How Much Experience Should I Put on My Resume?

Easy question, easy answer. Show all of it! (So long as it helps lend to your Pro-Personal Brand) You absolutely need a chronological listing of your employment on your resume that dates back at least 10 years. 

Have you been working for less than 10 years… well, then you need to include all of it! (some exceptions to this rule are detailed below!)

We all know to put the most recent position first, including all your accomplishments (or the “results” you produced) while in the position, and include some of them most important skills you needed that were necessary to achieve those results. 

Hint: include the skills you know the hiring manager is likely looking for in the role they are filling.  

But what about all the experience before that? 

Here are a few tips:

First and foremost, consider the mindset of the hiring manager… include the information for each position that will matter most to them:

  • What are the gaps and why?
  • How do these jobs relate to the current position they are trying to fill?
  • Was this person effective? Did they make a difference in the organization?
  • Will they be effective in my organization? Will they add something special? 

Once you have the mindset down, here are 5 tips that will get you through a great experience timeline build:

If you’ve got it, flaunt it

Do you put all work experience on a resume? ALMOST ALL jobs that have skills relevant to the one you’re applying for should be included. Serving at XYZ Restaurant may not seem important, but experience interacting with people definitely can be. If that’s what you have, flaunt it… If you have 3-4 current positions that are better: focus on those. 

If you missed it, skip it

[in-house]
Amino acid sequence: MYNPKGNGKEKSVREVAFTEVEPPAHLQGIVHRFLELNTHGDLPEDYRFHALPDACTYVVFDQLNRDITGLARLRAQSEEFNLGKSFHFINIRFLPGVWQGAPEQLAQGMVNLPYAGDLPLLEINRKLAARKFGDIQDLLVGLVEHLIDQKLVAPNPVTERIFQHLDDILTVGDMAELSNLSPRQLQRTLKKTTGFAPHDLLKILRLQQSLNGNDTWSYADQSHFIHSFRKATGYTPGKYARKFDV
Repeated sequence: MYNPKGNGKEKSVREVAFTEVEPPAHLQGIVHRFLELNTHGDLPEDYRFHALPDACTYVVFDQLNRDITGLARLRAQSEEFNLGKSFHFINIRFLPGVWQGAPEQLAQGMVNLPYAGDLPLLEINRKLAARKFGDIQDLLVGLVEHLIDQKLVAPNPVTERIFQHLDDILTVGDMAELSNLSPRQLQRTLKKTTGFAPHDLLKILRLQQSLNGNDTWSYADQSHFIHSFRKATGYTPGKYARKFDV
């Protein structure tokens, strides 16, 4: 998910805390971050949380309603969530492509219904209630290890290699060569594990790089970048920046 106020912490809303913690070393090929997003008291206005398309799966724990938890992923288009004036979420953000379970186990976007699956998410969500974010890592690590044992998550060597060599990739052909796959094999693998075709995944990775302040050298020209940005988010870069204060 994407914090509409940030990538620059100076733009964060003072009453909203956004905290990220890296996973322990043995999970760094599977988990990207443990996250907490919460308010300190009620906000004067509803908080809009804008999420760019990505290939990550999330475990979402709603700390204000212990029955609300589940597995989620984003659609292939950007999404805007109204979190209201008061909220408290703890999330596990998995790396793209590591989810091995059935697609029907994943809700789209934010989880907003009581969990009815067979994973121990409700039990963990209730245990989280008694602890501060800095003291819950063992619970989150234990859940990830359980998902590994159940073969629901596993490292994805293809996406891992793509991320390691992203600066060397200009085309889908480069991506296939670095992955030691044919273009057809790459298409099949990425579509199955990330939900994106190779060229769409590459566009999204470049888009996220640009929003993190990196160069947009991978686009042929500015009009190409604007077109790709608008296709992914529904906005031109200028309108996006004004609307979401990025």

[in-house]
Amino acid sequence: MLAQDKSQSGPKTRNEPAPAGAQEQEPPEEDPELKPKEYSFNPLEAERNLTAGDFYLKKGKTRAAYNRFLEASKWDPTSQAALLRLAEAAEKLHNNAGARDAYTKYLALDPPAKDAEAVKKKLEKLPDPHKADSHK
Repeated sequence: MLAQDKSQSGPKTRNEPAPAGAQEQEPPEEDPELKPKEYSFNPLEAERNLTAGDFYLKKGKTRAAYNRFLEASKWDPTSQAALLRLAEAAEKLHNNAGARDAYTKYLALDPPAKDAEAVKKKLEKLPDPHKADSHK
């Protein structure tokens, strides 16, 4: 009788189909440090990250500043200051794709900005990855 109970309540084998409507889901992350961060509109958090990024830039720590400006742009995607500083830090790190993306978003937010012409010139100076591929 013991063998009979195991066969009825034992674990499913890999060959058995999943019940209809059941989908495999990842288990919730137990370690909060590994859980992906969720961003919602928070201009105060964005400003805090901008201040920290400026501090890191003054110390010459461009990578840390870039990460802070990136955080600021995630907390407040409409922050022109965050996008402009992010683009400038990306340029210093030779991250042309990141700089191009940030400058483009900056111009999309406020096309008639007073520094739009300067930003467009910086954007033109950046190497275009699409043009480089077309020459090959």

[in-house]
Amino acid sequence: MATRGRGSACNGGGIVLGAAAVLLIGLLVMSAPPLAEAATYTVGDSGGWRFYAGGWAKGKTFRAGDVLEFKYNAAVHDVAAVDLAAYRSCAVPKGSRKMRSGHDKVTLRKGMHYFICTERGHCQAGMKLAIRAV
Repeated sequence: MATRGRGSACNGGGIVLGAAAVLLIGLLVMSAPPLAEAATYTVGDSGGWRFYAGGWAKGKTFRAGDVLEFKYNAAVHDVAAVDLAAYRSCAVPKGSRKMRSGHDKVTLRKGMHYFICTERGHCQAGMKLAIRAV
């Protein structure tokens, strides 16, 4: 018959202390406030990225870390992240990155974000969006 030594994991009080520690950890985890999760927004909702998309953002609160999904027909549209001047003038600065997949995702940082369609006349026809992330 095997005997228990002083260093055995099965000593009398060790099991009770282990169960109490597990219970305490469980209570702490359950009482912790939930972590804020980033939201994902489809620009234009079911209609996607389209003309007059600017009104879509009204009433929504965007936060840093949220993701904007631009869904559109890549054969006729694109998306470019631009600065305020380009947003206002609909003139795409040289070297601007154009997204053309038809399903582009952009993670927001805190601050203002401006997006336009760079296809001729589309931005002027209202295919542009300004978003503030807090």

Can you leave a job off of your resume? Massive Fail at one of your previous jobs with potentially terrible references? It is ok to leave 1-2 positions off your resume website, and off your resume entirely… In fact, it’s particularly reasonable if you were there for less than 90 days, and if you are turning in a succinct one page resume.

Keep it simple, silly

As you get deeper into it, feel free to transition to a list format. For example, include 2-3 bullets point for your first 2-3 positions. After that, just put the title and dates (unless you have something stellar to say)

You CAN fit it all on one page

If you think all your experience is relevant to the position you’re applying for, just put shorter descriptions that highlight the skills you want employers to see while keeping it to one page… how do you do this??? You need to hyperlink your resume to pages on your resume website.

This one is a biggie: Include gaps in your timeline

Include any gaps in time, such as “took time off to care for sick mother” or “global pandemic and economic crash.” If your history looks like you were “job hopping,” that’s ok! As long as you include your reason for leaving, short term tenures won’t raise much of a red flag. Plus, various skills can be a very positive thing to most employers.

Some of the strongest candidates are those who’ve added skills in other, seemingly unrelated fields. Remember, it’s all about how you present the information.

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